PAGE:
Was the cause and recommendation for treatment identified?
Hornbeam, as a tree name is commonly used for two trees, both native and at the top of their climatic range, commonly called the Carolinian Forest, along the lower great lakes.
The first tree is commonly known as Hop-Hornbeam (Ostrya virginiana) and is easily identifiable when mature by the linear stripping of the bark. The fruit grows in a cluster, and is very similar to the fruit of the vine, hops, hence the name.
The second tree, also an understory tree in the Carolinian forest along the lakes, is the Hornbeam, Blue Beech or Ironwood (Carpinus carolinianus). The latter name is for it’s hard wood. It’s fruit is a nut at the base of a three lobed leaf-like structure. The most notable field mark for this tree is the bluish, smooth bark, arranged in muscle-like ridges which is very different from the Hop-Hornbeam.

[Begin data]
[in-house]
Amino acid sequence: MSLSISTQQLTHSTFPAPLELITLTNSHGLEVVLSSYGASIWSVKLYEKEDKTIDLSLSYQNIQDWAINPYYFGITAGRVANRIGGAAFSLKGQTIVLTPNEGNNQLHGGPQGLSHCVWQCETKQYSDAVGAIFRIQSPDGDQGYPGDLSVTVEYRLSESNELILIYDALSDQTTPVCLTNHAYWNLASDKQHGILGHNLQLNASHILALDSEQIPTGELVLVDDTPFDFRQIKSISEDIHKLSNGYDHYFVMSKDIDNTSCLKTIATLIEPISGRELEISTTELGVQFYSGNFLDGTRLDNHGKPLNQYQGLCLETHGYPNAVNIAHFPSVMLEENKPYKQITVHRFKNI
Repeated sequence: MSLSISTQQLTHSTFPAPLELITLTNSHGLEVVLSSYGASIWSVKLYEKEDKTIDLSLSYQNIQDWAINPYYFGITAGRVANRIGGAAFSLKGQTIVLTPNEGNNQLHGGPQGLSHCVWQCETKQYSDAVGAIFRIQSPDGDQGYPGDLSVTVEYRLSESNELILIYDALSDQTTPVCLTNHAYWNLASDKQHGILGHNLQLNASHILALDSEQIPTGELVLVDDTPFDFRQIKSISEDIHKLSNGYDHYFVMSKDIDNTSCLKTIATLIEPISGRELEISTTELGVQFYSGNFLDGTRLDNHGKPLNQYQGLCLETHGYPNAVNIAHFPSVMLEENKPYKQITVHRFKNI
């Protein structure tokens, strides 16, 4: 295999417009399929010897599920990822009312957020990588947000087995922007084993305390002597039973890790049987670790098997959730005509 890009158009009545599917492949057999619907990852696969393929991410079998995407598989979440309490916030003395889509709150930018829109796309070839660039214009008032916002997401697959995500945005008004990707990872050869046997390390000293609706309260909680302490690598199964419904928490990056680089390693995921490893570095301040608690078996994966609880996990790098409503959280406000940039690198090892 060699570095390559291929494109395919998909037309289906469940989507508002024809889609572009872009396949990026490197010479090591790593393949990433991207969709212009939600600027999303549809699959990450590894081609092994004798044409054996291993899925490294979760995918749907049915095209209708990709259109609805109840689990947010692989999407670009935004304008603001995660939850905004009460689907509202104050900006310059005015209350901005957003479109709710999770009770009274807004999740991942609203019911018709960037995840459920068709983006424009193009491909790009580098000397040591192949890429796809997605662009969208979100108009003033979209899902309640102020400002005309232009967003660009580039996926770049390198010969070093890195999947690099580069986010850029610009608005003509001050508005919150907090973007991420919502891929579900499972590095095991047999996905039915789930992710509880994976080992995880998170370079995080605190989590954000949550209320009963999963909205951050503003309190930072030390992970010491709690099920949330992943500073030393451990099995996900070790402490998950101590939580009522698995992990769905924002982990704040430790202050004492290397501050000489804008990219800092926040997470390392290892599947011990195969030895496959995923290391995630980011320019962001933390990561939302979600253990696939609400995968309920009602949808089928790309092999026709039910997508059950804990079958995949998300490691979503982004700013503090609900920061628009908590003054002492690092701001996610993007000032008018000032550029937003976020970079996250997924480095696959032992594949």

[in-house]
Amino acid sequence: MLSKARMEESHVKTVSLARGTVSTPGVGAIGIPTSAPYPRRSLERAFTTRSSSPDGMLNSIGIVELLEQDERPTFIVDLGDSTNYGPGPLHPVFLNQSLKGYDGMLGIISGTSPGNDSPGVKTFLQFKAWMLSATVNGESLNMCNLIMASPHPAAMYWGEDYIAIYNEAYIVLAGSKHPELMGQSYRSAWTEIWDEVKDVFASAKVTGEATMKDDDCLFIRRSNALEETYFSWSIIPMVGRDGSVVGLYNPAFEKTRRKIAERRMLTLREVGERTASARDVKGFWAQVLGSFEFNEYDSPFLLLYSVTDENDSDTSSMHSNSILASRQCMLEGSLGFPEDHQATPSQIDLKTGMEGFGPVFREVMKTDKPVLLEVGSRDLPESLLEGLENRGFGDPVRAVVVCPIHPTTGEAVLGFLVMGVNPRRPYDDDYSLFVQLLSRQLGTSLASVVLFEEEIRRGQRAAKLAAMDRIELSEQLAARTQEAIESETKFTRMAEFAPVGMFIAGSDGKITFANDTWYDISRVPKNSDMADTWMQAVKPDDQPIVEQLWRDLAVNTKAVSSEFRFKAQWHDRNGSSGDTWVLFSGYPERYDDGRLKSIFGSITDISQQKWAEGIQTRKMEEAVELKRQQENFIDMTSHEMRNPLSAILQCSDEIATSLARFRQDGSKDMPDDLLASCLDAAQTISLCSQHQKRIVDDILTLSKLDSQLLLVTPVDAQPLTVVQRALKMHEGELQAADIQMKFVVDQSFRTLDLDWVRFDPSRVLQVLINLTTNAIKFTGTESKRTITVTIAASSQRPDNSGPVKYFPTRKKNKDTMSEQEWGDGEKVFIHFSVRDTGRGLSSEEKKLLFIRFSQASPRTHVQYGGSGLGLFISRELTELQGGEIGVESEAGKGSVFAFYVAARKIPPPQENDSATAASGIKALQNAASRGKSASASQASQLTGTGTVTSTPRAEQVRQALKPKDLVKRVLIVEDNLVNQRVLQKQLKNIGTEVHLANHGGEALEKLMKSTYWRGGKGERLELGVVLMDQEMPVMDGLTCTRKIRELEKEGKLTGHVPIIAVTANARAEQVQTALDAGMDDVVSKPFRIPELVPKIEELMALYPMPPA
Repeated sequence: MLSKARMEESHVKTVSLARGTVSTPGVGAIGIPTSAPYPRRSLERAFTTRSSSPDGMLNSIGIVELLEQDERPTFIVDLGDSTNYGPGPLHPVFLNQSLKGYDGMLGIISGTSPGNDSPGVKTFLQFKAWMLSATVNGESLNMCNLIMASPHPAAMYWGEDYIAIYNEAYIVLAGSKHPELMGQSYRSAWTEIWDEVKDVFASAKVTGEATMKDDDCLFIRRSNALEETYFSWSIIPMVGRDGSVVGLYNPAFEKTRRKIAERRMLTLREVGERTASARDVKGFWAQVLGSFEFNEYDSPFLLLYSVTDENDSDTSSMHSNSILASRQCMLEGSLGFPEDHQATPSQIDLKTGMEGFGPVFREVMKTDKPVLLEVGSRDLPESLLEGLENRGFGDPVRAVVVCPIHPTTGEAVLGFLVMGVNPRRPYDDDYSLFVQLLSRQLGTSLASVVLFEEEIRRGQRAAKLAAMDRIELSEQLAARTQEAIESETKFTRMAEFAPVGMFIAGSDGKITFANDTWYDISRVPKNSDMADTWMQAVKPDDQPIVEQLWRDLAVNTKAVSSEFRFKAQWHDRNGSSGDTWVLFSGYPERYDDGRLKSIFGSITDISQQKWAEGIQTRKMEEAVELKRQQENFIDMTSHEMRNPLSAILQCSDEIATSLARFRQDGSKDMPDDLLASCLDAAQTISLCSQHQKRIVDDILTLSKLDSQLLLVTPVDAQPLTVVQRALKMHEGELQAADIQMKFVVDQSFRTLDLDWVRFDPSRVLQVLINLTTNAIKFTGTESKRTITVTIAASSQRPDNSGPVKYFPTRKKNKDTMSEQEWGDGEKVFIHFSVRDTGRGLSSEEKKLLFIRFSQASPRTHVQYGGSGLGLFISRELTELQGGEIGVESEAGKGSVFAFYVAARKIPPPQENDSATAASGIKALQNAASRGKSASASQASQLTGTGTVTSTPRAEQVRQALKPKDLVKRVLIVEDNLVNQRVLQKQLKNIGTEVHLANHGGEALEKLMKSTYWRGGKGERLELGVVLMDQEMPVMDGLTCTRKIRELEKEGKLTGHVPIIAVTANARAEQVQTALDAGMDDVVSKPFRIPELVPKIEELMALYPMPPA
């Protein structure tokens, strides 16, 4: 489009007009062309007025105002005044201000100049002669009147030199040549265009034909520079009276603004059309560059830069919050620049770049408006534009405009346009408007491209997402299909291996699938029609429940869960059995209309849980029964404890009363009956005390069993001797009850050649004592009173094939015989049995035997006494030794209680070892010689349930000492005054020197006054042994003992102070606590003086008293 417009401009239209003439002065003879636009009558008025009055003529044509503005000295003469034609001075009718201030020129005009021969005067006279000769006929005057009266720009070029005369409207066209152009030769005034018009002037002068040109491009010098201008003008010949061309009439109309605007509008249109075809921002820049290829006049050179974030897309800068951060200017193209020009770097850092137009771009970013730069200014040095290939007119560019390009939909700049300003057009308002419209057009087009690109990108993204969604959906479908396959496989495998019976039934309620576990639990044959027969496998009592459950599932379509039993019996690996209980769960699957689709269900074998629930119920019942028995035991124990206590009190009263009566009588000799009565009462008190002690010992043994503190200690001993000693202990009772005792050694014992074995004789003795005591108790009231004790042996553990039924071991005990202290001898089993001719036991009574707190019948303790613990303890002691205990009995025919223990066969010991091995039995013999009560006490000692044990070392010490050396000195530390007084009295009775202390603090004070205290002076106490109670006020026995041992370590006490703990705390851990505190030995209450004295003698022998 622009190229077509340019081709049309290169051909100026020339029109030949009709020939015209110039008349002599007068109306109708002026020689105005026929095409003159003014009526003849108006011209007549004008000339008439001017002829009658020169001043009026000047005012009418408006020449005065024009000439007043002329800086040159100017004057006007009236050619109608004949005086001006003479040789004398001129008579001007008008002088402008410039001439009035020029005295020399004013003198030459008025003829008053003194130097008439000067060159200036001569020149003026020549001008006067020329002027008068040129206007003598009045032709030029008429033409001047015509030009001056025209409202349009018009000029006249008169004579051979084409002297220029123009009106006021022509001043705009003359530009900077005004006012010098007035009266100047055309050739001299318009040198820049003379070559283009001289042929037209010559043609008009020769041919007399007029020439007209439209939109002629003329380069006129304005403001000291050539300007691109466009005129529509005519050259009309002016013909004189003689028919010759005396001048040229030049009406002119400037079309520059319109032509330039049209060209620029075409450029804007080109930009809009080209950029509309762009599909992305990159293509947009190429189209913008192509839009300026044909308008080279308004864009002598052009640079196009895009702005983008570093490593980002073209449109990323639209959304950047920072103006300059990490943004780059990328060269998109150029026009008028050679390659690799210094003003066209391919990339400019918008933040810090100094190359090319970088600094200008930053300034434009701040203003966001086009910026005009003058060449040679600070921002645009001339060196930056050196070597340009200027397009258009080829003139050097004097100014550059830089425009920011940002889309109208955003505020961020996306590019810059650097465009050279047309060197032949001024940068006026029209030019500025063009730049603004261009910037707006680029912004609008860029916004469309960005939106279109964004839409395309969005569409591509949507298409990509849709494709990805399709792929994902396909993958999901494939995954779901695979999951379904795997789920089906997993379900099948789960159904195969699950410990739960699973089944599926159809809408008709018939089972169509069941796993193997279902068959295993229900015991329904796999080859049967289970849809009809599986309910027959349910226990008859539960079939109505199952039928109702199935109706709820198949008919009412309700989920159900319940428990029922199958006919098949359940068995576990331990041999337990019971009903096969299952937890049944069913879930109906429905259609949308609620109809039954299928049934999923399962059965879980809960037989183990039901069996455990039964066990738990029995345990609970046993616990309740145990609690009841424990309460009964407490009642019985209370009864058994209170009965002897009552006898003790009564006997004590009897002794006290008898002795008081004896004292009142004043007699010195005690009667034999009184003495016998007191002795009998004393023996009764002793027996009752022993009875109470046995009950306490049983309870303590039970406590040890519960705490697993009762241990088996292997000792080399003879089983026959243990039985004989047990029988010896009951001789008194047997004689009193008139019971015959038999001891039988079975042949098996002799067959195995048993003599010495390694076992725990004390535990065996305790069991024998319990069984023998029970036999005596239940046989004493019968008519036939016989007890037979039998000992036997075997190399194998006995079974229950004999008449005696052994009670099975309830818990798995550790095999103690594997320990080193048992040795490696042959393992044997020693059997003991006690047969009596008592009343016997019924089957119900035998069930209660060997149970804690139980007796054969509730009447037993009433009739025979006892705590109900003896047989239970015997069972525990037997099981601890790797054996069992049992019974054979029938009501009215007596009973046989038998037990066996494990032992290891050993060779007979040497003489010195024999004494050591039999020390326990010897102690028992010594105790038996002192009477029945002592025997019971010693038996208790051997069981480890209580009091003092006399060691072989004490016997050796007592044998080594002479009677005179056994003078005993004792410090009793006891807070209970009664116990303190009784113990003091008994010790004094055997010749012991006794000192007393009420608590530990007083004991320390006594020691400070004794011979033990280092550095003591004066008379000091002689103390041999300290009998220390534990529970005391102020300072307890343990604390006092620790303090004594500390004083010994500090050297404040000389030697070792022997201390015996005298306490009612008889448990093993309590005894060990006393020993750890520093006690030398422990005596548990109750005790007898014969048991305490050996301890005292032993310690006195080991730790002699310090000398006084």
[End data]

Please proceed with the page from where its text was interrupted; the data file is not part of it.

Both trees have been described by Cornell University as relatively pest and disease free. It is always helpful to know which species is being discussed. Using the scientific name, in addition to the common name is important in cases such as this.
By enlarging the original photo of the twig from the January 2014 question, I can see that the spots are indeed fungal, but cannot be 100% certain that it is anthracnose. Further investigation into the Master Gardener website did not reveal more information regarding this question. However, the recommendations made in the link to Cornell University Plant Disease and Diagnostic Center in the original posting are still sound. I checked the National Arborists (American site) for anthracnose disease, and their recommendations for disease prevention is comprehensive.
Even so, treatment for anthracnose depends on the tree species, as much as proper identification. The latter site recommends professional assessment and treatment. Particularly if you are located in Toronto, by-law restrictions would likely prevent you from treating with fungicide yourself.
My recommendation would be to get an on-site accredited arbourist to properly identify your tree, assess the disease, and recommend treatment. In the meanwhile, follow the clean up procedure to minimize spore development in and around your trees.